Much of the old nomenclature has turned out to be not only stigmatizing but inaccurate. The Ebola virus, for instance, gets its name from a river that sits about forty miles from Yambuku, the Congolese village where researchers first investigated the disease, in 1976. In his memoir, “,” Peter Piot, the doctor whose team worked toward the discovery of the virus, admits that they made a hasty decision while in an “entirely fatigued state,” choosing a natural landmark as an eponym to avoid risking the reputation of an entire country. (Piot later learned that he had a bad map: the Ebola River is not even the closest river to Yambuku.) The Spanish flu365体育现金, which coincided with the First World War, was so named because Spain, which remained a neutral power, had no qualms about covering its outbreak, whereas Germany, France, the U.K., and the U.S. suppressed accounts to preserve public morale. (Most evidence suggests that Spain was not the first country to witness an outbreak, nor was it the hardest hit.) During the 2009 outbreak of H1N1, which came to be called the swine flu because it resembled other viruses that commonly affected pigs, pork farmers reported huge losses in their industry. Though the illness was likely developed through a combination of animals, China and Russia banned pork imports, and health officials in Egypt ordered the widespread culling of hundreds of thousands of pigs, ravaging the livelihood of the country’s swine farmers, almost all of whom were among the Christian minority.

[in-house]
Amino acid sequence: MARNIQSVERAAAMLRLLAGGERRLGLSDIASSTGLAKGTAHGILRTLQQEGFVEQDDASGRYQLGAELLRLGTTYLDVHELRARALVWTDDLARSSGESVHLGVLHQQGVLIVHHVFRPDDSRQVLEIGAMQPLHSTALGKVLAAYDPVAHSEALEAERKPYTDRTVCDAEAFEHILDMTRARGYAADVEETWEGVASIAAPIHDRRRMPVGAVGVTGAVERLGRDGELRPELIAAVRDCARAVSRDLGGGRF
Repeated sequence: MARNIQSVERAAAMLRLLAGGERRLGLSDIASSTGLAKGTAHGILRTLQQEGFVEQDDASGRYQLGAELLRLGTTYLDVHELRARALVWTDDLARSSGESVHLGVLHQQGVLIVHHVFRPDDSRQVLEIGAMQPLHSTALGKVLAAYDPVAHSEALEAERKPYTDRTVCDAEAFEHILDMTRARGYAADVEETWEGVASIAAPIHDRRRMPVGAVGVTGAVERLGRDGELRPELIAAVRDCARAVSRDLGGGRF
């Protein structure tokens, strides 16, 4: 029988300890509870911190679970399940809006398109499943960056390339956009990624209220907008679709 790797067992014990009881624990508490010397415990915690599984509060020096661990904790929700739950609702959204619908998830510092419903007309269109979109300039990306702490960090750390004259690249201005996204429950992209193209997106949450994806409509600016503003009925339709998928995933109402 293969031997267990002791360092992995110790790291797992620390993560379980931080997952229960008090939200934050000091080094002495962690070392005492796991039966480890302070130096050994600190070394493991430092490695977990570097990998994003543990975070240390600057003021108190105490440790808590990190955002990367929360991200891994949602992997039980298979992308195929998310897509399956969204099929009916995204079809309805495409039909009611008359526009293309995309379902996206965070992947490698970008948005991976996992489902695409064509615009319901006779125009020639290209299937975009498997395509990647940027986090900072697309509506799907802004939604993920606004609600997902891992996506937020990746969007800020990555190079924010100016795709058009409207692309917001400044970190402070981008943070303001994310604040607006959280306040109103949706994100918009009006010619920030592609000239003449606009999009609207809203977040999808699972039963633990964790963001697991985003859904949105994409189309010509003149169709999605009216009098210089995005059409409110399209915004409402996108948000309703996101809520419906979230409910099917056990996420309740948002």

In the U.S., perhaps no disease better illustrates the perils of disease naming than AIDS, which, in its early days, was sometimes called “gay cancer.” Epidemiologists have argued that this label exacerbated the government’s disastrous response, allowing officials to recast the outbreak as a “niche liberal issue,” in the words of one study, rather than the epidemic that it remains today. The comparison between COVID-19 and AIDS is imperfect at best: for one thing, the American government delayed confronting the AIDS epidemic for years, not weeks. Still, it’s hard not to see a similarity between the recent reports of harassment against Asian-Americans and the stigmatization that gay people suffered in the wake of the AIDS365体育现金 outbreak. Carol Goldin, a researcher at Rutgers University, wrote, in 1994, that aligning any disease so closely with a single group “allows the rest of society to simultaneously assign blame, and, through contrast, define their own innocence.” This, she added, is not simply a civil-rights issue but “a serious health threat”: it allows those outside of the targeted group to consider themselves exempt from risk.